Recently unearthed footage of Rep. Ted Yoho speaking at Berean Baptist Church in Ocala, Florida, during his candidacy for Congress in the 2012 election cycle shows the Republican politician suggesting that only property owners should have the right to vote.
“I’ve had some radical ideas about voting and it’s probably not a good time to tell them, but you used to have to be a property owner to vote,” he said to applause.
He also called early voting through absentee ballots “a travesty” and hailed Florida Gov. Rick Scott’s move — since rescinded — to significantly reduce early voting from 14 days to eight, saying Scott’s plan didn’t go far enough. “I think it needs to be cut less than that,” he said.
Later in the event, an audience member asked Yoho about the Bilderberger Group, the center of a popular conspiracy theory. The audience member claimed the group “wants to take us down,” and asked, “What do you think our chances are in the next two years of being able to vote?”
“That’s a scary question and that’s one of the reasons I’m running for Congress, because I fear for this country,” Yoho replied. “I grew up believing in the American dream, I’m a product of the American dream, no one gave my wife and I anything…we worked our tail off and we didn’t expect anything from the government.” (In fact, Yoho has admitted that he and his wife at one point “went on food stamps.”)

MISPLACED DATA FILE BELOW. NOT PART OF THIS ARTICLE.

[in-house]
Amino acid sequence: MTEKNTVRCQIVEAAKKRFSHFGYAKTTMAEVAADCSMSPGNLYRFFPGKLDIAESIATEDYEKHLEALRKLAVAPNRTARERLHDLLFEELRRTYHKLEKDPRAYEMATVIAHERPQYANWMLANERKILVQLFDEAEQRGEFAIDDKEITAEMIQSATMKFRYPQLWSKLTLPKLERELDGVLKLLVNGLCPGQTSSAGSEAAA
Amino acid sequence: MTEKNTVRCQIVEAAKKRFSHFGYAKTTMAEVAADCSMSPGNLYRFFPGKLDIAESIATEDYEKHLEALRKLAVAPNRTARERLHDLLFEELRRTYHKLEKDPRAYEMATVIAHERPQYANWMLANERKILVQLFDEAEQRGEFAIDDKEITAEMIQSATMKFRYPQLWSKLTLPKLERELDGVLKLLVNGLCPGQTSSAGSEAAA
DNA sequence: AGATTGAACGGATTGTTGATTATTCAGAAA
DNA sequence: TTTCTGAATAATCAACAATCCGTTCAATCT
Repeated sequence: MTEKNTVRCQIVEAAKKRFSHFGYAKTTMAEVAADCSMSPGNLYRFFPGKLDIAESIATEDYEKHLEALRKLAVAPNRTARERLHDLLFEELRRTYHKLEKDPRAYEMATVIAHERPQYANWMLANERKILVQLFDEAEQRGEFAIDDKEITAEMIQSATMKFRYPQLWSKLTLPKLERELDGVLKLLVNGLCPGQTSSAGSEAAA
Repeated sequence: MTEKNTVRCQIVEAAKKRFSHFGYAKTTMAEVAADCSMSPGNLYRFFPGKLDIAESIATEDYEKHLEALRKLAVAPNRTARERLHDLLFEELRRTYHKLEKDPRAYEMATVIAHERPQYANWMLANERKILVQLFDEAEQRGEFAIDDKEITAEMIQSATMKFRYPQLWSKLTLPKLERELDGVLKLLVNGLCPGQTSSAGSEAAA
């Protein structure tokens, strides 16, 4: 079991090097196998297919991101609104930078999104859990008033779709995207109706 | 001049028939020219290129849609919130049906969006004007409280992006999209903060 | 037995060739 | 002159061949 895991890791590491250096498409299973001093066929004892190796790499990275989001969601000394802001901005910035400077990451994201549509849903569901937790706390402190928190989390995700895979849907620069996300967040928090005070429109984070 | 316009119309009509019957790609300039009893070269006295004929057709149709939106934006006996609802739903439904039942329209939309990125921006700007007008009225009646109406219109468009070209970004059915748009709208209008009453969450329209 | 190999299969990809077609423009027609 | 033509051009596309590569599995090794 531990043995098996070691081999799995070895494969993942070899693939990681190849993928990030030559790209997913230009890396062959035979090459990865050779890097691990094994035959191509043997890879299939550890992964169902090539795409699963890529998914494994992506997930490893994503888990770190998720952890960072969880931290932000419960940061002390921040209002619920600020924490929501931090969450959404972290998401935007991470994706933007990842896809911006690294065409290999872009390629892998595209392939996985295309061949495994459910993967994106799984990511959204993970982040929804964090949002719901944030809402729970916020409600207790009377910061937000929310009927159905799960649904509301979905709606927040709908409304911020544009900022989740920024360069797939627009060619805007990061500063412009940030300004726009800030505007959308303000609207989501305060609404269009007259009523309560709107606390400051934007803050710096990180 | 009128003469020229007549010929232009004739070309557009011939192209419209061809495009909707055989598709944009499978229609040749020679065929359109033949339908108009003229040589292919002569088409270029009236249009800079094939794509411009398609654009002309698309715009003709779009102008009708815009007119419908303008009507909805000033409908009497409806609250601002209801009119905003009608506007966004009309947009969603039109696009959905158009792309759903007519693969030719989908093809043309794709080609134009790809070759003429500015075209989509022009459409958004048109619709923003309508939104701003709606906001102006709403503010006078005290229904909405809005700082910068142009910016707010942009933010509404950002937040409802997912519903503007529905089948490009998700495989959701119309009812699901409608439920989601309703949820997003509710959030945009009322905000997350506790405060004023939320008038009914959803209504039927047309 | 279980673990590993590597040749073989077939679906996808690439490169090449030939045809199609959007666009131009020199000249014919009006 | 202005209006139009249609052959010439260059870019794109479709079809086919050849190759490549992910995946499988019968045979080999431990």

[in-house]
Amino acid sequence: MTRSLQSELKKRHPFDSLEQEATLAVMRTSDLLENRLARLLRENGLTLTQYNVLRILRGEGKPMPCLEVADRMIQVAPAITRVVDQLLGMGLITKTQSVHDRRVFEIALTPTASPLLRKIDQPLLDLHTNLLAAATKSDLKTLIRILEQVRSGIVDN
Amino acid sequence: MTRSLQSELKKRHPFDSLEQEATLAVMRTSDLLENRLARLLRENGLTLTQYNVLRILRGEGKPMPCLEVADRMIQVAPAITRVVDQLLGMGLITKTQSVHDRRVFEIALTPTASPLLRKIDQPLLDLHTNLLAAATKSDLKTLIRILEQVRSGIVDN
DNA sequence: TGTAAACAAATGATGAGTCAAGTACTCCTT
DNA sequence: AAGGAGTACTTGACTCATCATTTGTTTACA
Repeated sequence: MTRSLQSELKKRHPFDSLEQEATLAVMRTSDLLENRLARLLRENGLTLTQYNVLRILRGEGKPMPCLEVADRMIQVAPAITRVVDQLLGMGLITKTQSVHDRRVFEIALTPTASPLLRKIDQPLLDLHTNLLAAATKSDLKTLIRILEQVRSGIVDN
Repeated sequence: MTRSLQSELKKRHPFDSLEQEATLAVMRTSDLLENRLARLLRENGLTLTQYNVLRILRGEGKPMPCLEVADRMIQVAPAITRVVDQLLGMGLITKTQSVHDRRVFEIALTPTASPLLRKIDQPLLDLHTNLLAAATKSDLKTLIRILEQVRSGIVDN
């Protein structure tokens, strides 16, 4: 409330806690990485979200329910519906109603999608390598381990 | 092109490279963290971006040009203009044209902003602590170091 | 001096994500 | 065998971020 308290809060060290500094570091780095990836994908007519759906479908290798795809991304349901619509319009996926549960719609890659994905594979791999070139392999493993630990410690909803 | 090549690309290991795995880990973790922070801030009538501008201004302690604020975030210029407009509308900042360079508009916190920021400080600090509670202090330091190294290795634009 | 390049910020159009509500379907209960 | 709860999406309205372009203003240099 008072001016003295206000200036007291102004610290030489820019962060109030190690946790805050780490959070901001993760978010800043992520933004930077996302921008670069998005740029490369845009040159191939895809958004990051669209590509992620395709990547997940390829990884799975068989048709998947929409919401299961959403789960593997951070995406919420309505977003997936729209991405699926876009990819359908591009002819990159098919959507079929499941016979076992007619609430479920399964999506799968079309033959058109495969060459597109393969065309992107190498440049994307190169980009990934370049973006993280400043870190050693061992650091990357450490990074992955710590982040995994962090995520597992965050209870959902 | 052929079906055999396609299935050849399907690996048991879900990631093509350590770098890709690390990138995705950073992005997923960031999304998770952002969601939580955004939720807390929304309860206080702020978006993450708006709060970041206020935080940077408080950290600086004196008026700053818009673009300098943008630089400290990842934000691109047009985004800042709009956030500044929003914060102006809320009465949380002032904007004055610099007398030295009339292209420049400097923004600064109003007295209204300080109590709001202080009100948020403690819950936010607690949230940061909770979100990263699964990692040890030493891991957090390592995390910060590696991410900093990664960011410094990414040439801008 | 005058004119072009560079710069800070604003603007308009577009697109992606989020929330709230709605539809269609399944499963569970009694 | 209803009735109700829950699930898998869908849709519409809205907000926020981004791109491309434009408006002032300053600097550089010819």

He added: “If we don’t do anything in two and a half years, it’s a scary thought, if you start reading some of the stuff I’ve been reading, you’re like, this is all by designs, it sounds like a conspiracy.”
Yoho had a similar response to the next questioner who inquired about why he is running for Congress: “I fear for the country, two and a half years from now we may not be able to vote.”